No one in Europe truly believed Americans would elect someone who seems so obviously unfit to lead the most powerful nation in the world. And yet, that is precisely what has happened, and now, across the Continent, people are trying to figure out what this will mean. Many fear that Donald J. Trump’s election might mean the end of the West as we know it.
To be fair, from Europe’s perspective, the West was already on shaky ground. Russia is barking at our borders. The war in Syria has unleashed a huge wave of migration that is challenging our identities and fueling a right-wing backlash. Britain has already voted to become the first country to leave the European Union, an institution that seems in danger of unraveling.
But Mr. Trump’s election poses a new systemic and strategic risk. For seven decades, a politically stable United States has been a beacon of democracy and a cornerstone of the liberal world order. When democracy was seriously threatened in Europe, the United States stepped in and stopped the tide of authoritarianism. But now the United States itself has elected a demagogue who seems to have authoritarian tendencies and whose proposals — if he follows through on them — will have huge and disastrous consequences from Lisbon to Kiev.
Chancellor Angela Merkel of Germany knows how grave the situation is. As she congratulated Mr. Trump on his victory on Wednesday, she also lectured him on the elements of liberal democracy that form the basis of the American-European relations. “Germany and America are bound by their values: democracy, freedom, the respect for the law and the dignity of human beings, independent of their origin, skin color, religion, gender, sexual orientation or political position,” Ms. Merkel said. “On the basis of these values I offer the future president of the United States, Donald Trump, close cooperation.”
Ms. Merkel realizes that right-wing populists are on the rise across Europe, threatening the existing liberal order. And at the very moment the West goes through a severe identity crisis, Mr. Trump, an expression of that crisis, has removed the possibility that the United States can act as a democratic example or a possible savior.
One of the policies Mr. Trump has in common with the European far right is a hostility to globalization and international trade. And here the picture for Europe gets even gloomier. If the international trade regime breaks down because of a Trump administration trade war with China, Mexico or Japan, the economic effects will splash across the Atlantic. Europe, barely recovering from the euro crisis, can hardly afford a global economic slowdown brought on by Mr. Trump. European governments have neither the cash nor the trust of their citizens to weather another recession.
Even more frightening to Europe are the strategic implications of a Trump presidency. Mr. Trump is rarely clear about his political beliefs, but it is clear that he has a long-held disdain of NATO. He views the Atlantic alliance as a kind of international racket in which the members have to pay the American mob leader for protection.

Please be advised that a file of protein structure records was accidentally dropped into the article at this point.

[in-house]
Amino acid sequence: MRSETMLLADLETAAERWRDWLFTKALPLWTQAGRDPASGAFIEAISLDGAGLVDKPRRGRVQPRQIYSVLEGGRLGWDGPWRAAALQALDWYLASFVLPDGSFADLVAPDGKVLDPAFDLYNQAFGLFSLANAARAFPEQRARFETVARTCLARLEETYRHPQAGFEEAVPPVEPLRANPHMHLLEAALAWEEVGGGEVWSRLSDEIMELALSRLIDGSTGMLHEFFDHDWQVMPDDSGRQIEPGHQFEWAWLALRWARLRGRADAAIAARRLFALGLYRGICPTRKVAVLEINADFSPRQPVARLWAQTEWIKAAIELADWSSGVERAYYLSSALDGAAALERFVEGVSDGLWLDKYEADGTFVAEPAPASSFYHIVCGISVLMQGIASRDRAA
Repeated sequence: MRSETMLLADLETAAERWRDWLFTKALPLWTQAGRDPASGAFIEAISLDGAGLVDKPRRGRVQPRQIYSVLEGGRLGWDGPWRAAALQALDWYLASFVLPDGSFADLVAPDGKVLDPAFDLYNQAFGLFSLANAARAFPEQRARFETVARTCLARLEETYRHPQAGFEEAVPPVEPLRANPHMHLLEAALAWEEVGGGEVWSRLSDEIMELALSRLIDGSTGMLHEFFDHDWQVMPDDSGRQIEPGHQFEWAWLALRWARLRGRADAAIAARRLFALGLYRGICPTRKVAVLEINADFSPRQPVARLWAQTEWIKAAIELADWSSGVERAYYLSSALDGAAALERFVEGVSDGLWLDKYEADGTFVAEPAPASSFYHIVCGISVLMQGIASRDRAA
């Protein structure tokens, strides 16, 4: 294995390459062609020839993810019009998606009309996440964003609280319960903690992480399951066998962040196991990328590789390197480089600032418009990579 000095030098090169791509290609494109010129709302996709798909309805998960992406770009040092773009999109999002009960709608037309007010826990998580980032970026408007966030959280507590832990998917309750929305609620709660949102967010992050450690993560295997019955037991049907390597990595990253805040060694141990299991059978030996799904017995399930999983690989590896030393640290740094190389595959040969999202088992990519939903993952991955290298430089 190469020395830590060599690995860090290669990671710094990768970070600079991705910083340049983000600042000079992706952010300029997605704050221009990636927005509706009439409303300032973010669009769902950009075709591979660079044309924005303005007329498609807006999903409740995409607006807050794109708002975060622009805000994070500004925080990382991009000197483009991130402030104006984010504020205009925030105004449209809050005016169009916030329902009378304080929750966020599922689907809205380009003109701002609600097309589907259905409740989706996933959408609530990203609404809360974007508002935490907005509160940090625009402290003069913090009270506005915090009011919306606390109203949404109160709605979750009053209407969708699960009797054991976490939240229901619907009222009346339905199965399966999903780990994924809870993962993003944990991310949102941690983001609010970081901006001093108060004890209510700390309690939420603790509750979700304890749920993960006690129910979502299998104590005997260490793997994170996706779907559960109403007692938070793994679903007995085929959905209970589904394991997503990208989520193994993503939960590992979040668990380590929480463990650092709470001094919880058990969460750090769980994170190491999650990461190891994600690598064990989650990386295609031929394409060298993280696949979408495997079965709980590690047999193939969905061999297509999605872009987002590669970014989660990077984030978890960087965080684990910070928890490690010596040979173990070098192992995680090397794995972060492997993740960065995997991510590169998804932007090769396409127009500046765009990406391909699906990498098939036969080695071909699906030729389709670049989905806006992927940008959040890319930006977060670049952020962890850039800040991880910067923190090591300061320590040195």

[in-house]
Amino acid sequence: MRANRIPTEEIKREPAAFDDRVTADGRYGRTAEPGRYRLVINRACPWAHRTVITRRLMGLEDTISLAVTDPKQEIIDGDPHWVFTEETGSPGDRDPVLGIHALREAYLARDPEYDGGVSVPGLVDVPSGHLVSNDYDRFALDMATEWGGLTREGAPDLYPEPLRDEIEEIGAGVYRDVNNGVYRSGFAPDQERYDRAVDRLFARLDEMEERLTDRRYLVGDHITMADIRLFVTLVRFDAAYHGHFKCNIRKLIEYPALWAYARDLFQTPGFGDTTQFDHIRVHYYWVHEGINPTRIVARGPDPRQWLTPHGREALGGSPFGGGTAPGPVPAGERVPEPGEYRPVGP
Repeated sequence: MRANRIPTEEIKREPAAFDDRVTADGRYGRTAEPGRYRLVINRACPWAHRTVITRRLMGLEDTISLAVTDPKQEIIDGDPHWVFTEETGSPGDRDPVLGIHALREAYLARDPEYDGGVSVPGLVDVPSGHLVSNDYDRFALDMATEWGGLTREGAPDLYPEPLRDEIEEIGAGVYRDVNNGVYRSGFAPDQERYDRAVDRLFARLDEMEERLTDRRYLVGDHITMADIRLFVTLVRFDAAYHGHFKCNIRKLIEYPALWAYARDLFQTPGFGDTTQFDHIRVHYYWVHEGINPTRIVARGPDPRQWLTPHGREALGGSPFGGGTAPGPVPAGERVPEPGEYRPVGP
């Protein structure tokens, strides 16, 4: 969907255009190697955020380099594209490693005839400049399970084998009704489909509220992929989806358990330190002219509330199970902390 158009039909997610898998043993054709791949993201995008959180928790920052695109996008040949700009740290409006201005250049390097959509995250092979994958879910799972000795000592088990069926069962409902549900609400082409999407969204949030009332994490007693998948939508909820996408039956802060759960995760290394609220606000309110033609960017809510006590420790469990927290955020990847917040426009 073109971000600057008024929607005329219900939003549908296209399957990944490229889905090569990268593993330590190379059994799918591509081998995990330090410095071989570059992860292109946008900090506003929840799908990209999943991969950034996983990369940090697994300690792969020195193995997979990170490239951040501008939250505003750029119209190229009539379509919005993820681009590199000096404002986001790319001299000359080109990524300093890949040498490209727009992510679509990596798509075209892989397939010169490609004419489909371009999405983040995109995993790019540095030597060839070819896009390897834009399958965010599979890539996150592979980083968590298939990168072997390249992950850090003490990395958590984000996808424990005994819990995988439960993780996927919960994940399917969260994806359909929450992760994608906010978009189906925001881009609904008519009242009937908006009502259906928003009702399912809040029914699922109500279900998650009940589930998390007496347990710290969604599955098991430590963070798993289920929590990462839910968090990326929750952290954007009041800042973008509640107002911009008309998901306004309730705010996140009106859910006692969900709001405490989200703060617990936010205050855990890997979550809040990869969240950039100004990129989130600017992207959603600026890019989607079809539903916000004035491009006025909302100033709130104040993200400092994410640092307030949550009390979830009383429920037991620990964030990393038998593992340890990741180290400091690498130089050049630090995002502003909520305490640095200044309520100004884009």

Mr. Trump has a point: European nations should be doing more to expand and invest in their militaries. But his critique of NATO misunderstands the role of the United States. The alliance functions because his country, the world’s superpower, leads by consent and example, not by threat.
Moreover, his repeated suggestion that he would not come to the defense of the Baltic States if they have not “been paying their bills” is an open invitation to President Vladimir V. Putin of Russia.
Of course that shouldn’t be a surprise. As Europeans have noted with a sense of dread, Mr. Trump seems perfectly comfortable with Russia’s president. He seems to be bothered neither by Mr. Putin’s authoritarian rule, nor his aggression against the international order, nor his meddling in Western democracies. Many worry that Mr. Trump will be willing to strike a grand bargain with Moscow, dividing the world up into spheres of influence. Needless to say, this would divide the Continent and betray the democratic states in Eastern Europe and endanger their newly found independence. That would be a boon to Mr. Putin, but he’s been on a winning streak for some time now. First, he got what he wanted in June, when Britons voted in a referendum to leave the European Union.
Now that his preferred candidate has won the American presidential election, he most likely has his eye on two women in Europe: He wants to see Marine Le Pen of the far-right National Front party win France’s presidency this spring. Ms. Le Pen shares with Mr. Putin (and Mr. Trump) a hostility to NATO and the European Union. After that, Russia is hoping that Ms. Merkel, his prime opponent in Europe, will be voted out of office in Germany’s elections next fall.
There seemed to be Russian fingerprints all over the American campaign season, mostly in the form of cyberattacks and well-timed leaks. Now European leaders are bracing for more of this to come, on the Continent.
Mr. Putin’s aim is to enhance Russia’s power by undermining and destabilizing Western democracies. He seems to have succeeded in the United States. People in Europe will be watching anxiously to see if the new American president is really Mr. Putin’s useful idiot and if he actually governs along the lines he laid out during the campaign — in other words, if this really will be the end of the West as we know it.
Clemens Wergin is the Washington bureau chief for Die Welt.